It was concluded that the person responsible for the childrens health was now under a serious charge, guilty though he may be the principle which refuses to condemn before trial and proof of guilt would be respected Expose the poor to cold, hunger and impure air and they feed the Cholera,
24th Feb 1849
The Cholera, there have been 5 cases in Liverpool since our last. Scotland still continues the seat of the disease, and at Kilmarnock from the 1st inst till their last, 81 cases had occurred. The malady still continues with considerable virulence in Belfast.
A good lady who had two children sick with the measles went to a friend for the best remedy, while the friend had just received a note from another lady inquiring the best way to make pickles. In the confusion the lady inquiring about the pickles received the remedy for measles, while the anxious mother of the sick children, read the following, -
Scald them three or four times in hot vinegar, and sprinkle them well with salt, and in a few days they will be cured.
24th Feb 1849
Ship fever and smallpox
The packet ship CAMBRIDGE, Capt PEABODY, after a long and boisterous passage from Liverpool, and last from Cork with 338 passengers, 25 of the steerage passengers died on the passage of ship fever and smallpox, and a great many are sick and were taken on shore at Quarantine, New York, 6th Feb.
Mortality in Scotland Ward
For the week ending Sat 23rd inst, Mr CLEMENTS the registrar of Scotland Ward, made the following returns:-
Deaths from cholera 72
Other causes 38
Totalling 130, From Mr DUNCAN'S report it appears that Scotland Ward, the number of deaths are in a proportion of 1 in 1,400, while in others of the borough deaths amount only 1 in 10,000. This is fearful odds against Scotland Ward.
Meeting of the Health Committee
For the week ending Saturday last there were 144 deaths from Cholera in Liverpool a decrease of 93 from the previous week.
Deaths from all causes were 336, 115 less than the previous week.
Deaths in the parish, 250, out townships 86
Cholera 95, having been 171 the preceding week and the week preceding that 270.
Deaths distributed as follows:-
Scotland Ward 81, Vauxhall 21, Exchange 6, Great George 6, St Anne 6, Lime St 2, Castle St 2, Rodney St 2, Pitt St 1, Abercromby 1, not stated 7.
Out of townships, Everton 1, Kirkdale 4, West Derby 2, North Toxteth 1, South Toxteth 6, Diarrhoea 42, Typhus 16, Scarletina 12, Smallpox 3, measles 3, Syphilis 6.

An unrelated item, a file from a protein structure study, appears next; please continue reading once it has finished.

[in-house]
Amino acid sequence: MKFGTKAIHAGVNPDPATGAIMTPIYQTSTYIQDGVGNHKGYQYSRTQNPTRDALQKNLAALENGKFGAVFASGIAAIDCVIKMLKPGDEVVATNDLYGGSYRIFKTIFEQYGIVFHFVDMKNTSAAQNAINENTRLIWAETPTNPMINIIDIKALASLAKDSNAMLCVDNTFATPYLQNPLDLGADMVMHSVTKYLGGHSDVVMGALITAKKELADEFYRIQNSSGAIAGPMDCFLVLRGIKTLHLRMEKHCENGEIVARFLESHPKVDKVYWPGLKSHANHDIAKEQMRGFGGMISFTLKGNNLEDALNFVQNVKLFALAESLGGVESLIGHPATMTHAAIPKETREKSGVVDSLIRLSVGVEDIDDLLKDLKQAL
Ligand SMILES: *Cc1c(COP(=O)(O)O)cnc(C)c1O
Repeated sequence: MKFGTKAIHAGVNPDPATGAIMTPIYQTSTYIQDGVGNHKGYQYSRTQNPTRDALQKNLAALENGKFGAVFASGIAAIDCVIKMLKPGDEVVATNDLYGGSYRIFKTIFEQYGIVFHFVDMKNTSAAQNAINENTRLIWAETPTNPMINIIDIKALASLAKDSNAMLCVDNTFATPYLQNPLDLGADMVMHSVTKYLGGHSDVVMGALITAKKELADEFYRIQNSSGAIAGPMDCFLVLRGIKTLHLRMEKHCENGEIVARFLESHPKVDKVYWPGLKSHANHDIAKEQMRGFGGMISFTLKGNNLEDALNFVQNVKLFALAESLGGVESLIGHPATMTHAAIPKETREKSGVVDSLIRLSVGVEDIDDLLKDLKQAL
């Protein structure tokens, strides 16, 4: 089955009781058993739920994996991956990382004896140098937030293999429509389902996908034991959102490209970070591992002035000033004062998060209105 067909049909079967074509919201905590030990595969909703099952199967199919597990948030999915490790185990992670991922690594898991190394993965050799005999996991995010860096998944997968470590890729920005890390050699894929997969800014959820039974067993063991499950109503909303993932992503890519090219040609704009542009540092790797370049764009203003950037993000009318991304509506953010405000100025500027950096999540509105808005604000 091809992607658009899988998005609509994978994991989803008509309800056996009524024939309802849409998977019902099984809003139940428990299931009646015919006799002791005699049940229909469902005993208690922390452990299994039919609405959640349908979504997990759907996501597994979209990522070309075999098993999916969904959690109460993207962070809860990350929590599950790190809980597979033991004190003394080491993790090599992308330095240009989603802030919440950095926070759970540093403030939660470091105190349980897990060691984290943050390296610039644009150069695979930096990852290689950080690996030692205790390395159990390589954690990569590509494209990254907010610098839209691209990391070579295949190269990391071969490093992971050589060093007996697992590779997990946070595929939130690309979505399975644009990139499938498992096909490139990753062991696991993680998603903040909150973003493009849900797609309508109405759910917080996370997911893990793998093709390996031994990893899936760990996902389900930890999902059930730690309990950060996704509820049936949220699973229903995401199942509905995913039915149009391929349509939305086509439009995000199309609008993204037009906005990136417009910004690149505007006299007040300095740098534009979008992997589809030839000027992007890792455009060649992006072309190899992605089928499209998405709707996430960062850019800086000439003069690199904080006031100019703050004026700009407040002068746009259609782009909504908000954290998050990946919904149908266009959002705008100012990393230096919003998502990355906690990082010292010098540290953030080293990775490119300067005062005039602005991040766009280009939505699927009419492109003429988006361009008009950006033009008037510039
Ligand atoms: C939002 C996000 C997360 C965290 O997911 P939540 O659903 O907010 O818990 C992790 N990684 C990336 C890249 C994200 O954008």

St Martin's Cemetery
Mr GODFREY asked if, in the district of Scotland Ward cholera was not most violent in the neighbourhood of St Martin�s cemetery, Dr DUNCAN confirmed this.
Mr GODFERY said, his attention had been called by people in the neighbourhood to the fact that a number of bodies were constantly left exposed at night, awaiting interment the next day by the parish authorities. Mr FRESH had given information three weeks ago for similar conduct.
Dr DUNCAN said, he had written the following letter to Mr HART on the subject but as yet , had, had no reply.
30th Sept 1854
The police report to me that on visiting St Martin's cemetery at 1 am this morning, 15 coffins were found exposed in the open air, without any covering over them, and that on a previous occasion 6 coffins were found similarly deposited. May I request that you bring these facts under the notice of the proper authorities in the hope that some fitting place be provided for the reception of dead bodies previous to interment, I am, Sir Yours,
W. H. DUNCAN
Jan 20th 1860
Toxteth Board of Guardians meeting
Present, Mr H. S. ALPASS, Chairman, Messers, J. HARRISON, Joseph WILSON, William BAYNES, G. W. HUNTER, John WILSON, J. D. CARTER, H. LAYLAND, M. A. JOHNS
Mr WILSON made a complaint against Mr HEATH one of the relieving officers, for neglecting a woman lunatic, deserted by her husband.
Her mother was called and said, her husband [the lunatic's step-father] earned £80 a year and they ran 2 small shops, Mr WILSON moved the woman should be kept by the parish, but the motion was lost by a large majority.
A letter was then read by the Superintendent of the County Constabulary, charging Mr WILLIAMS, relieving officer, with neglecting to provide custody to a man certified insane. Mr WILLIAMS explanation was satisfactory and so the board took no further action upon the matter.